Good food choices don’t just appear in front of us. In fact, bad food choices are all around us, all of the time. We have to plan to get good food into our bodies. So get a pencil, a paper, and a fresh Firefox tab and start searching — search for new recipes, restaurants in your area that serve meats/veggies, sources of grassfed meat in your area, a local CSA. Then visit Trader Joe’s, Whole Foods and Wegmans for this week’s food. Buy a TON of vegetables and start cooking. Store them in the fridge and serve them with meats and fish throughout the week. Each night before you go to bed, put a beef roast, whole chicken, chicken thighs, pork shoulder, or meat-of-your-choice in a crockpot on low for 12 hours. When you wake up, store it in the fridge – it’s instant lunch/dinner in a snap!
As you go along, things will become second nature, and there will be almost no real planning involved. Just living.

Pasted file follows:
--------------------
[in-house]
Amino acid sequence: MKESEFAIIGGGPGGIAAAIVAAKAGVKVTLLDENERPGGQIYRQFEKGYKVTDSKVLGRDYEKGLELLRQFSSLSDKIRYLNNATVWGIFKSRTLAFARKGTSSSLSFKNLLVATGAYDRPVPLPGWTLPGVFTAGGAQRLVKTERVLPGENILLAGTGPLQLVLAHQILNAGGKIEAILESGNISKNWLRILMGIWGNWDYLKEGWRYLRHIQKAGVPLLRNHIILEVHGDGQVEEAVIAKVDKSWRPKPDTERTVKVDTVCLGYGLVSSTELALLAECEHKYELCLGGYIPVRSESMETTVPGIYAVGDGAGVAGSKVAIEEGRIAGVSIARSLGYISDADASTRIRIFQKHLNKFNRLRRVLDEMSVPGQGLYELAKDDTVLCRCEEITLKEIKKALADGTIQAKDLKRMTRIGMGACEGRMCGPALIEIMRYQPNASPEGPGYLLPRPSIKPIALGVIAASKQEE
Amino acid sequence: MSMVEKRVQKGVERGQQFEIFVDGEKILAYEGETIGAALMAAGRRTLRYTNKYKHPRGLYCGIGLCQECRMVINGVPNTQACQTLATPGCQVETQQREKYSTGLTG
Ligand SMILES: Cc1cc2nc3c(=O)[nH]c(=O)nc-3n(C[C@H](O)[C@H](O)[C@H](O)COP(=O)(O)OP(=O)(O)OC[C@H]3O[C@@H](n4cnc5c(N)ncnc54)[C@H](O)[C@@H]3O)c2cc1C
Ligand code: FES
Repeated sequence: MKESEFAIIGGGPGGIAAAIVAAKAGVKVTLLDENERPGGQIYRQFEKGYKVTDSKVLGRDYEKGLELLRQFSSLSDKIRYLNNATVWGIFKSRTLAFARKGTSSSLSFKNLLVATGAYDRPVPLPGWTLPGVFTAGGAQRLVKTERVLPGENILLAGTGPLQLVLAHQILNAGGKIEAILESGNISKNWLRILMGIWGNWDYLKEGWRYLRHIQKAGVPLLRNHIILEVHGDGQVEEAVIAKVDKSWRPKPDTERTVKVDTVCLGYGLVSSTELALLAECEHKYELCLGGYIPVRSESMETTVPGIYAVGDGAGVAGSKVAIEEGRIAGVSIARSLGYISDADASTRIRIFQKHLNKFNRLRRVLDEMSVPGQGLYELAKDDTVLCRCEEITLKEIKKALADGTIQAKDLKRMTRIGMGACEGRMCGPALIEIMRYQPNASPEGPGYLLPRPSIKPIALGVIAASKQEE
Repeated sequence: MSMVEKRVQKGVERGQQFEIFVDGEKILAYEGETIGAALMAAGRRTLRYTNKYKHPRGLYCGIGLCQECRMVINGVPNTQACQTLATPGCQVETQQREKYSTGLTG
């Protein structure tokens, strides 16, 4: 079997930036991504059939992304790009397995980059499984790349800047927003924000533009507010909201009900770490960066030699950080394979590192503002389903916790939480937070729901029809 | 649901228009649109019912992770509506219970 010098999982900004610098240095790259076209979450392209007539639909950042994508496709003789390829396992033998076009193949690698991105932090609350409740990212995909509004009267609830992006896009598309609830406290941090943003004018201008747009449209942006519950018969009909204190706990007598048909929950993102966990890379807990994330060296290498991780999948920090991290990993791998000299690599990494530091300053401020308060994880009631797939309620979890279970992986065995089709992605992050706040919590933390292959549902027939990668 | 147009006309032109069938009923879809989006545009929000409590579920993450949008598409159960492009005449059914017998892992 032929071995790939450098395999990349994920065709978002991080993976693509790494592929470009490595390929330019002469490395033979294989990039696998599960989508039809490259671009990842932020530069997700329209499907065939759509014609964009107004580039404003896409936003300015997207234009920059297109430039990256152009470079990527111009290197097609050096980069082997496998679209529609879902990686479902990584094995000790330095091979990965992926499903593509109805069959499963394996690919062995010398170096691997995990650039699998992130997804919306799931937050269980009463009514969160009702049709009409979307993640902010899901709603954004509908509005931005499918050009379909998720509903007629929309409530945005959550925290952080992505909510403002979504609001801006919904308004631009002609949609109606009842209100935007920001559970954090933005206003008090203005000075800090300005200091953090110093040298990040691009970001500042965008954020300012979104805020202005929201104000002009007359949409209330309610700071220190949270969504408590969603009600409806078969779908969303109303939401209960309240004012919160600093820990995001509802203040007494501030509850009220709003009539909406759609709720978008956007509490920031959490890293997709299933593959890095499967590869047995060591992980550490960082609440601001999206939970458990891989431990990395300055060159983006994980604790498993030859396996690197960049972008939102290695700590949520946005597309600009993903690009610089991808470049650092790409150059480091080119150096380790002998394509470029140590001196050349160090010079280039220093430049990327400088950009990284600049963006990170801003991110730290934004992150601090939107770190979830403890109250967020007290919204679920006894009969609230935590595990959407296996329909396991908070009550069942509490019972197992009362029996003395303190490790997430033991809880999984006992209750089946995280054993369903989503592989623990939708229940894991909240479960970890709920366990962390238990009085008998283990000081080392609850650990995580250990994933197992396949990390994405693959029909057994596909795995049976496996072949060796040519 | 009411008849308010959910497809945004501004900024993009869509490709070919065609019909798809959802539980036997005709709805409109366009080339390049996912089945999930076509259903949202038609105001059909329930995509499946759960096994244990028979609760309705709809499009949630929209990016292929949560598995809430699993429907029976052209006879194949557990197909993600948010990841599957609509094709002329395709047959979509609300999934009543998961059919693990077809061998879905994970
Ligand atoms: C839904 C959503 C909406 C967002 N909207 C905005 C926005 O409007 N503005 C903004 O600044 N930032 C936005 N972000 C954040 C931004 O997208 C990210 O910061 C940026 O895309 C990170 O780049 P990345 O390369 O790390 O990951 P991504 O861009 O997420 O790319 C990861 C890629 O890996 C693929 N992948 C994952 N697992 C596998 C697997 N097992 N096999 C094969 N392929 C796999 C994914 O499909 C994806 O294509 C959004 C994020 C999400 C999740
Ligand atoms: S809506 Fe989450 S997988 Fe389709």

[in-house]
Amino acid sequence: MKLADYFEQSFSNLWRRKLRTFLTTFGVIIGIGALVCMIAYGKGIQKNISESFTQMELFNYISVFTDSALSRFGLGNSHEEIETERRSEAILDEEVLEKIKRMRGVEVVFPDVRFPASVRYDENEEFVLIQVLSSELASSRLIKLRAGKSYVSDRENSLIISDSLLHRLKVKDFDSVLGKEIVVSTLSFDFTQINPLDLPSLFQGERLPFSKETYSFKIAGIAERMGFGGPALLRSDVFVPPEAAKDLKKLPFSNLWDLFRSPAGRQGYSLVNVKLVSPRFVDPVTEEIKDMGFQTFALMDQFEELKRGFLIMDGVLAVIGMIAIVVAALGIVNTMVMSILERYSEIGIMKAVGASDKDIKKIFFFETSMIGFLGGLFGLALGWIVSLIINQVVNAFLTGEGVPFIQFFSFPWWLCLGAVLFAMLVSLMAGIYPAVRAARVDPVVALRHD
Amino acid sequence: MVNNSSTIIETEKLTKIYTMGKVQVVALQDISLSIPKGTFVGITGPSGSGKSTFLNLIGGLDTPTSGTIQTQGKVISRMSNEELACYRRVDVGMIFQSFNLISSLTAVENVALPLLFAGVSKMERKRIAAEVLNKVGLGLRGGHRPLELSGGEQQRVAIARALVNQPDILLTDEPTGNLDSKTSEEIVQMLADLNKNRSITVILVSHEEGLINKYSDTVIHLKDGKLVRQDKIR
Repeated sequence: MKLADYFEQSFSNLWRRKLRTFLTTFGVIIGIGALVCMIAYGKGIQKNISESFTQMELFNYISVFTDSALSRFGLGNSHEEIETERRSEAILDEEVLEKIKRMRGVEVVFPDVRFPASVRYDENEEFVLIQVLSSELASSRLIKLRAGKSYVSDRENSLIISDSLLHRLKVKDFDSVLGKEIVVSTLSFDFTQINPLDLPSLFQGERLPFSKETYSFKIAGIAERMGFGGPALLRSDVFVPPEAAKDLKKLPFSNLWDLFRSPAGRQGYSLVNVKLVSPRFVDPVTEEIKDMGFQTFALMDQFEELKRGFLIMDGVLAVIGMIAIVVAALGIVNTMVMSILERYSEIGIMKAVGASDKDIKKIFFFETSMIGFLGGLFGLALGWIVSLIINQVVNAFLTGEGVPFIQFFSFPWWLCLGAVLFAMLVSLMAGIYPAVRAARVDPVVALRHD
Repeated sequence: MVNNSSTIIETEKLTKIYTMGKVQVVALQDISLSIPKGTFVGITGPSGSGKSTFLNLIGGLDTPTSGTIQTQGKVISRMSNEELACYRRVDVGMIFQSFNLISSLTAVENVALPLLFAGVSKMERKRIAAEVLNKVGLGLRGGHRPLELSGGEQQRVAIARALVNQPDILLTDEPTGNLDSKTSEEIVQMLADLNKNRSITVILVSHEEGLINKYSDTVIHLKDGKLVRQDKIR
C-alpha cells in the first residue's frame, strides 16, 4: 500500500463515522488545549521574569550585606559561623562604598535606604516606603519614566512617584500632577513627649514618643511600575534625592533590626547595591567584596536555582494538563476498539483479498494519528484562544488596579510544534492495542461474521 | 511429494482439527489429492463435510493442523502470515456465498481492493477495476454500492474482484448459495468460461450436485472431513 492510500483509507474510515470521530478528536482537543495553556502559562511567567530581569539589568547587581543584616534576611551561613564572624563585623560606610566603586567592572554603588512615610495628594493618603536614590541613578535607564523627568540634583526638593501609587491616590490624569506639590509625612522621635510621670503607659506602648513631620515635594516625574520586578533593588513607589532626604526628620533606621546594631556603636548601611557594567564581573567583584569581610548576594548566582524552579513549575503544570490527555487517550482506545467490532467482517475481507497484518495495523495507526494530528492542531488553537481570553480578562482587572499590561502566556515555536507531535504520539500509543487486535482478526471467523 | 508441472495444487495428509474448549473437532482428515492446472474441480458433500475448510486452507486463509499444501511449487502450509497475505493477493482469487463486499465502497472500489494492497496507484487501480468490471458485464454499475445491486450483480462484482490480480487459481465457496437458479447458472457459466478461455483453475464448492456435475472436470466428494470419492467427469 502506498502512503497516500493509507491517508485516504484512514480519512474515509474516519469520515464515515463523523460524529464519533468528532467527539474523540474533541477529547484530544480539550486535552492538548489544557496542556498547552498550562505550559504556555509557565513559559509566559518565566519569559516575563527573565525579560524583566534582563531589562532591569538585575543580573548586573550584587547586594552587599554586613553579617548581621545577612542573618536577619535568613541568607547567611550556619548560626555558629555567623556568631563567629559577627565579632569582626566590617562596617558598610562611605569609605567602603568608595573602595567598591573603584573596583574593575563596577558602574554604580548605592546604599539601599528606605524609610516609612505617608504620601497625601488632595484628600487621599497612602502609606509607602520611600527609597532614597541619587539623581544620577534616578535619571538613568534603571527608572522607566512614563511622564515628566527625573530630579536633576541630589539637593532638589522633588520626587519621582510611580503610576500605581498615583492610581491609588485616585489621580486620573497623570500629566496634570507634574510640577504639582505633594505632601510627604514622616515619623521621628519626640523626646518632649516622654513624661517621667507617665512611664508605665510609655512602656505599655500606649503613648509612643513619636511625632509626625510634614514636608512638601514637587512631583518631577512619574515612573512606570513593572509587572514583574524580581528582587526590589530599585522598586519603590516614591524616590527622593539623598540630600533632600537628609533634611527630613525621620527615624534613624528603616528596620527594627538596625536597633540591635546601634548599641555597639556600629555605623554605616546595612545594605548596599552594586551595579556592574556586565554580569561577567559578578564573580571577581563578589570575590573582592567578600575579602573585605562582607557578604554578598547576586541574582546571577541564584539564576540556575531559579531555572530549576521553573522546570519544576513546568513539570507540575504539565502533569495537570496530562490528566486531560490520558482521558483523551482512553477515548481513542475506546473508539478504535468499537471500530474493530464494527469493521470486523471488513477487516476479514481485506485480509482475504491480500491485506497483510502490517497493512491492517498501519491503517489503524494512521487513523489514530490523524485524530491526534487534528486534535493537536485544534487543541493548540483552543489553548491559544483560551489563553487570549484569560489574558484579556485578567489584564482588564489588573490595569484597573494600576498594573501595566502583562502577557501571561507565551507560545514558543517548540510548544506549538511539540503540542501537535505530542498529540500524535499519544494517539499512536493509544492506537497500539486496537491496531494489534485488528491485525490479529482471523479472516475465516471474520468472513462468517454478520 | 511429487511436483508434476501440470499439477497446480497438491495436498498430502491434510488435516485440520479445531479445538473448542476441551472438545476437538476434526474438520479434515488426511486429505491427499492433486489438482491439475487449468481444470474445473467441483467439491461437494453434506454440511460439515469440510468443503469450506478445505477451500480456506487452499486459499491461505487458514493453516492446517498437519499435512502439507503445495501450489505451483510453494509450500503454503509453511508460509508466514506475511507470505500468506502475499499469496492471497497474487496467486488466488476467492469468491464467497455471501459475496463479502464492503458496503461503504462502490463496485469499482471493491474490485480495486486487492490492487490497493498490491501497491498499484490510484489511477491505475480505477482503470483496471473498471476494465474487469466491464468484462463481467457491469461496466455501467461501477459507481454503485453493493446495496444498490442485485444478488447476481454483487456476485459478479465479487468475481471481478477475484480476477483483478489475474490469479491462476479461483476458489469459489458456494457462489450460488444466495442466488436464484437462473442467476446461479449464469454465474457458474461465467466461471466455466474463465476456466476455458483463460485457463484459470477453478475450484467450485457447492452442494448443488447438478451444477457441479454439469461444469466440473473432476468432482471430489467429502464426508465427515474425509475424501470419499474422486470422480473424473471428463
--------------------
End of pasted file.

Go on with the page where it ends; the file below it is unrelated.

Track Progress and Keep Score
CrossFit has an element to it that almost no other fitness class has – we keep score. We keep score to see how did well in the workout, and also to see individuals’ progress over time. CrossFit causes change in people’s bodies because we are always striving toward improvements, not just ‘maintenance’.
Without becoming neurotic (I repeat…without becoming neurotic) about your food, keeping track of your meals might help unlock some clues about your diet and how/why you are or aren’t making progress. Keeping a food log for a week or two ( and emailing it to firstname.lastname@example.org so that we can review it and give you feedback) will certainly be a quick way to shed some light onto how to make a change for the better.